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This week:
Vicky Cristina Barcelona

Filthy says:
"Woody gave me a Woody!"

In Woody Allen's newest, Vicky Cristina Barcelona, Scarlett Johannsen makes out with Penelope Cruz. Oh, man, it's pretty fucking exciting. Like a Shamwow! or a Kaboom!, or any other product that needs an exclamation point at its end. Honestly, is there anything more like a miracle product in cinema than two really hot chicks making out and petting each other? It's better than a shit that miraculously gets rid of milder, more exciting than a foam that cleans dried shit off your toilet bowl. It's that sexy.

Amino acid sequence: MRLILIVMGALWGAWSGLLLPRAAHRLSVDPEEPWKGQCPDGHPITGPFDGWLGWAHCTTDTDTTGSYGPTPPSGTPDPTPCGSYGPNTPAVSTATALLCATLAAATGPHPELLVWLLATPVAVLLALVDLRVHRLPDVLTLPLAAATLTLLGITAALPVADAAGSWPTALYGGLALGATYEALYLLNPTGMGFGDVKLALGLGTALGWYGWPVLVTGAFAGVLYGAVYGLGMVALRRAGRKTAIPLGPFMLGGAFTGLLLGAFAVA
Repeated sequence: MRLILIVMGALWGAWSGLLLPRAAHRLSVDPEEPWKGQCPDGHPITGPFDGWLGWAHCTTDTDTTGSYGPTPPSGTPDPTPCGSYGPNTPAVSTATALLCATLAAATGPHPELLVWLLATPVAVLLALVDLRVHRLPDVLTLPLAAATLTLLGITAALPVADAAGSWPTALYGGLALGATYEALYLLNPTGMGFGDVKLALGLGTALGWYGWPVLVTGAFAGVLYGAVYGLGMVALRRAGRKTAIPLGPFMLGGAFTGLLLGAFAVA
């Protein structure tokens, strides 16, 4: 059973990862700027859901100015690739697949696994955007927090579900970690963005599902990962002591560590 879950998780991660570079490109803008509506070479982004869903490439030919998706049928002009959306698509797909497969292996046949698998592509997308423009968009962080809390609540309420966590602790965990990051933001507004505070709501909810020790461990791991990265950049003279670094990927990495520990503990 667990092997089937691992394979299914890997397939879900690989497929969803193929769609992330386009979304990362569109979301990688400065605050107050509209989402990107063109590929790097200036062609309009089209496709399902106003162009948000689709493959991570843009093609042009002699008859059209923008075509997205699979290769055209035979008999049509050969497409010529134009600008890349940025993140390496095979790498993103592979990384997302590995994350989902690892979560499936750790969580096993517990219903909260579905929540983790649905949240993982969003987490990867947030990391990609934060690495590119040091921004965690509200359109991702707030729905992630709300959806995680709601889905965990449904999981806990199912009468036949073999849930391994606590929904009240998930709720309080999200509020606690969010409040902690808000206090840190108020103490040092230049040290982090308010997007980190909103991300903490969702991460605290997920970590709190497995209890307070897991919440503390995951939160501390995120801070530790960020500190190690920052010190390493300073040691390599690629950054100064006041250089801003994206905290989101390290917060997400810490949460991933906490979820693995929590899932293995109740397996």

Actually, the whole movie is pretty damn sexy, which is a hard thing to pull off. Or, at least, you would think so seeing all the crap that Hollywood churns out under that pretense. Usually, what we get is either two "mature" people humping under sheets in soft focus, or ladies in their twenties pretending to be teenagers exposing their breasts. Not that I'm complaining about the young ladies, but the old people getting all sensuous usually wants to make me barf up a lung and then shove it up the director's ass. The French think they're making sexy films. They're free with the nudity, both top and bottom, which makes even the most lugubrious French flick worth jerking off to when the parents are out at community theater for the evening. The problem, though, is that the Normans put tiresome, trite subtexts under all the nudity about women's empowerment, suburban malaise and foreign encroachment. It's so damn hard getting a boner when the naked woman on screen is crying.